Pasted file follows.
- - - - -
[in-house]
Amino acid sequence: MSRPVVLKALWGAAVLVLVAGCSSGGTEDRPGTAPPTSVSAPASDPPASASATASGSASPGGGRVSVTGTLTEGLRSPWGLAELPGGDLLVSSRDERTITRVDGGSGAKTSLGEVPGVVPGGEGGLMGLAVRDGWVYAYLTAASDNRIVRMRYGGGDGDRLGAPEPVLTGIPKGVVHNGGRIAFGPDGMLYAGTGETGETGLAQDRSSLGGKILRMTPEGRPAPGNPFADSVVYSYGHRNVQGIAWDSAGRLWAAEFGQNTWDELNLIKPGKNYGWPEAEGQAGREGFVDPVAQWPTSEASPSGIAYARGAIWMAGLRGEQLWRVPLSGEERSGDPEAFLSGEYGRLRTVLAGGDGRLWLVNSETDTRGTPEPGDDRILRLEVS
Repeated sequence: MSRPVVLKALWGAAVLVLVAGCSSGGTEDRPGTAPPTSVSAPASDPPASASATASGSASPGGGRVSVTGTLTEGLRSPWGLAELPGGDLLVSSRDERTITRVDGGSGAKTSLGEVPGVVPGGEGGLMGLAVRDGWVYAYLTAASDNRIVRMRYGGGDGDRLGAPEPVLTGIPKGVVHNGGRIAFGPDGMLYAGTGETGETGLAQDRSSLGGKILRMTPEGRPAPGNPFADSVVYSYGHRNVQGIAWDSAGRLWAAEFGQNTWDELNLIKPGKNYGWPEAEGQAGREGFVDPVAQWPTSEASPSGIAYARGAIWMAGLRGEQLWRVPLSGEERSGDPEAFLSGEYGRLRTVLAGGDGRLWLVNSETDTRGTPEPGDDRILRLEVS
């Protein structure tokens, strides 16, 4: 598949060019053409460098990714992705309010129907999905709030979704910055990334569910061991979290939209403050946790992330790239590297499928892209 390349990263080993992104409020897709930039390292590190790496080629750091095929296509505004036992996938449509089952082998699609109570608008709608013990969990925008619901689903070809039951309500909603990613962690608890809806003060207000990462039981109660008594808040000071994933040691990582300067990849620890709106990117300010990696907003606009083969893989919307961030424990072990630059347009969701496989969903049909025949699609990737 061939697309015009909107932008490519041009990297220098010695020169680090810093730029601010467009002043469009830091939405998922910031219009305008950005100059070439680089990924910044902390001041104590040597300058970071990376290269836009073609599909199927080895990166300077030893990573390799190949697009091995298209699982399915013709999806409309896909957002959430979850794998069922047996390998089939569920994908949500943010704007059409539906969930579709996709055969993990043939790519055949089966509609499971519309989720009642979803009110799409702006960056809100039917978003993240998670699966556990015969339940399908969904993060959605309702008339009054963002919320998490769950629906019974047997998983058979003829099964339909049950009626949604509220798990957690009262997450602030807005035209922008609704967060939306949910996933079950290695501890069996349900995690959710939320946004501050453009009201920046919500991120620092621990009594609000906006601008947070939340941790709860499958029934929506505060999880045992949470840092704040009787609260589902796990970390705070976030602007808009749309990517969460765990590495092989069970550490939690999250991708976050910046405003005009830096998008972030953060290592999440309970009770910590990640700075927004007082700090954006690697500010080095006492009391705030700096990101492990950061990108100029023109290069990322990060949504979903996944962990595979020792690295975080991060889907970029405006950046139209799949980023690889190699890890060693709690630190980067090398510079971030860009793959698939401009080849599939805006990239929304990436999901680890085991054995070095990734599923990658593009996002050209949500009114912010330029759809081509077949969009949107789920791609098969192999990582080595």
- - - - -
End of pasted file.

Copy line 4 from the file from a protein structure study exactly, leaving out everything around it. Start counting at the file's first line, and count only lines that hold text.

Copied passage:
């Protein structure tokens, strides 16, 4: 598949060019053409460098990714992705309010129907999905709030979704910055990334569910061991979290939209403050946790992330790239590297499928892209 390349990263080993992104409020897709930039390292590190790496080629750091095929296509505004036992996938449509089952082998699609109570608008709608013990969990925008619901689903070809039951309500909603990613962690608890809806003060207000990462039981109660008594808040000071994933040691990582300067990849620890709106990117300010990696907003606009083969893989919307961030424990072990630059347009969701496989969903049909025949699609990737 061939697309015009909107932008490519041009990297220098010695020169680090810093730029601010467009002043469009830091939405998922910031219009305008950005100059070439680089990924910044902390001041104590040597300058970071990376290269836009073609599909199927080895990166300077030893990573390799190949697009091995298209699982399915013709999806409309896909957002959430979850794998069922047996390998089939569920994908949500943010704007059409539906969930579709996709055969993990043939790519055949089966509609499971519309989720009642979803009110799409702006960056809100039917978003993240998670699966556990015969339940399908969904993060959605309702008339009054963002919320998490769950629906019974047997998983058979003829099964339909049950009626949604509220798990957690009262997450602030807005035209922008609704967060939306949910996933079950290695501890069996349900995690959710939320946004501050453009009201920046919500991120620092621990009594609000906006601008947070939340941790709860499958029934929506505060999880045992949470840092704040009787609260589902796990970390705070976030602007808009749309990517969460765990590495092989069970550490939690999250991708976050910046405003005009830096998008972030953060290592999440309970009770910590990640700075927004007082700090954006690697500010080095006492009391705030700096990101492990950061990108100029023109290069990322990060949504979903996944962990595979020792690295975080991060889907970029405006950046139209799949980023690889190699890890060693709690630190980067090398510079971030860009793959698939401009080849599939805006990239929304990436999901680890085991054995070095990734599923990658593009996002050209949500009114912010330029759809081509077949969009949107789920791609098969192999990582080595």